The research projects in Dr. Helmrath's lab rely on funding from the following sources:

Intestinal Organoids as a model system for studying enteric disease. Co-Investigator (PI: Brian D. Weiss, MD). NIH/NIAID 1U19AI116491-01. 03/01/15 - 02/29/20.

Mechanisms of Intestinal Stem Cell Expansion Following Resection. Principal Investigator. NIH/NIDDK R01 DK083325. 07/01/09-06/30/15.
Surgical loss of the intestine due to injury or disease may result in the inability to absorb enough liquid and food to survive. Fortunately, the remaining intestine is often able to compensate for this intestinal loss over time. When it cannot, people must receive both fluids and nutrition intravenously. Research outlined in this proposal will help us better understand how the cells that continually renew the lining of the intestine every day (intestinal stem cells) increase in number to help compensate following intestinal loss.

Investigation of Regional Identity in Human Intestinal Stem Cells. Principal Investigator. NIH/NIDDK U01 DK103117. 09/01/14-8/31/19.
The proposed work utilizes cutting edge technology to characterize the network of molecular determinants of regionalized intestinal stem cells. This work will lead to a deeper understanding of regional influence within intestinal stem cell populations that may contribute to physiological and disease specific difference commonly seen between the proximal and distal intestine.

Human Endocrine Cell Development. Co-investigator (PI: James M. Wells, PhD). NIH/NIDDK R01 DK092456. 04/07/12-02/28/17.
This application outlines specific aims to:
1) Generating multiple NEUROG3 gain- and loss-of-function lines.
2) Rigorously investigating the impact of NEUROG3 levels on pancreatic and intestinal endocrine development in vitro.
3) Identifying the molecular basis explaining our hypothesis that development of pancreatic endocrine cells occurs in a NEUROG3-independent manner in humans.
4)Investigating the impact of NEUROG3 levels on the function of human beta-cells and intestinal epithelial cells in vitro and in vivo.

Teen Longitudinal Assessment of Bariatric Surgery (Teen-LABS renewal). Co-Investigator (PI: Thomas H. Inge, MD, PhD). NIH/NIDDK UM1 DK072493. 09/23/11-08/31/16.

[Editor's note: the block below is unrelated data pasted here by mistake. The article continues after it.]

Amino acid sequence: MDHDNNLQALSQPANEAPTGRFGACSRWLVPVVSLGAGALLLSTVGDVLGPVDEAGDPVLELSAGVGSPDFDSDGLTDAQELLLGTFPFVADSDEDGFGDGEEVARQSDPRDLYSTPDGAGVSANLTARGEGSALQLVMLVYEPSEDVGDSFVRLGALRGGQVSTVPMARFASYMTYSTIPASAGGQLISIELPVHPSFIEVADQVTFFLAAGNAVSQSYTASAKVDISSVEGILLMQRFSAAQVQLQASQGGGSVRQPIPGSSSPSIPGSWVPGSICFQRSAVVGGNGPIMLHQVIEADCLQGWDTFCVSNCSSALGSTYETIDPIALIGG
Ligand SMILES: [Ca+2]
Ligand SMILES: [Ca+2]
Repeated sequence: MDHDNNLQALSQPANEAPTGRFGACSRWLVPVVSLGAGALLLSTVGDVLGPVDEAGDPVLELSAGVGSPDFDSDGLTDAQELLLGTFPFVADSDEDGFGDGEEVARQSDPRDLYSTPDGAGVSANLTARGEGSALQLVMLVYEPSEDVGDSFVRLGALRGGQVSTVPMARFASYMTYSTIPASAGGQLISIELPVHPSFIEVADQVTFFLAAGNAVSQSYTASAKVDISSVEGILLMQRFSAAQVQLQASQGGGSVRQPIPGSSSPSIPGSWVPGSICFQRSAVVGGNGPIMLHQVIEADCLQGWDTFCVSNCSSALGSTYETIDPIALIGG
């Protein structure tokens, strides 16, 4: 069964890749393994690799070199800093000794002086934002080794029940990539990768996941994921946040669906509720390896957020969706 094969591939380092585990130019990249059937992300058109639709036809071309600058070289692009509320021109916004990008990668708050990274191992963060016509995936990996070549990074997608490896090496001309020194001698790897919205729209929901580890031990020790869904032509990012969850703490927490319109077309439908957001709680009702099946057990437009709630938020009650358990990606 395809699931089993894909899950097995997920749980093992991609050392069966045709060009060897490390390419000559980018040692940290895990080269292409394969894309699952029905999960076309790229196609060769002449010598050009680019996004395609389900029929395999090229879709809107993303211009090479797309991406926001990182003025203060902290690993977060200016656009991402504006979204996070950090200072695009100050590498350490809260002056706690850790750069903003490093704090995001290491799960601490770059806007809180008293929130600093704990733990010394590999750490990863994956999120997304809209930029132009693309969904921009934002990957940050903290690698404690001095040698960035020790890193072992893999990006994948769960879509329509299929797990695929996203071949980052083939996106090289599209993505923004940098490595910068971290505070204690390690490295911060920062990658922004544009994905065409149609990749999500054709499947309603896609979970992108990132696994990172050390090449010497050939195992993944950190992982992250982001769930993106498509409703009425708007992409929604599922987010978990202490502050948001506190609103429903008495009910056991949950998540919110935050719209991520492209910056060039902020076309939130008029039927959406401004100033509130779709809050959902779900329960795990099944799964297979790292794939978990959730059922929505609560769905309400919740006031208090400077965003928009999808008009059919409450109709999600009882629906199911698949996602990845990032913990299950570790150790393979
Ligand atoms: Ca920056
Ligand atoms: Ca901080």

This UM-1 grant represents renewal funding of the Teen LABS study, originally funded under U01 DK072493. The funding will enable the study to perform long-term follow up to examine multiple outcomes of bariatric surgery on a multicenter cohort of 250 adolescents. Anthropometric data, surgical data, health outcomes, surgical complications and quality are being assessed longitudinally. Together, these data and data from ancillary studies will provide invaluable information regarding the benefits and risks of bariatric surgery in adolescents.

Single Cell/RNA-Seq dissection of Human iPS cell development into intestine. Co-Investigator (PI: Steven Potter, PhD). NIH/NIDDK R01-DK098350. 09/20/13-7/31/17.
The aims of this grant use a combination of new technologies. By allowing the generation of human intestine from pluripotent stem cells (iPS), and allowing the RNA sequencing gene expression analysis of single cells, we aim to create an atlas of the gene expression programs that drive the differentiation of the distinct intestinal lineages.

Adolescent Bariatric Surgery: Weight and Psychosocial Risk in Young Adulthood. Co-investigator (PI:
Margaret H. Zeller, PhD). NIH/NIDDK R01 DK080020. 03/01/08-5/31/19.
Obesity, mental health, the engagement in HIV/sexual-risk behaviors, alcohol/tobacco/drug use, as well as suicidal behaviors are significant public health priorities for adolescents and young adults. Bariatric or weight loss surgery (WLS) has become a viable treatment option for adolescents whose obesity has progressed to extreme levels (BMI>40 kg/m).

Patient Specific Enteroids from Small Intestine and Colon. Co-Investigator (PI: Anjaparavanda P. Naren, PhD). Cystic Fibrosis Foundation Naren14XXO. 07/01/14-6/30/16.
Clinically, Dr. Helmrath’s role as the director of the Intestinal Rehabilitation Program at Cincinnati Children’s provides access to all patients with intestinal failure/diseases. The development of a tissue bank from this population of patients provides a valuable resource to study human intestinal stem cells (ISC). Dr. Helmrath will collect patient samples and oversee this Core at Cincinnati Children’s.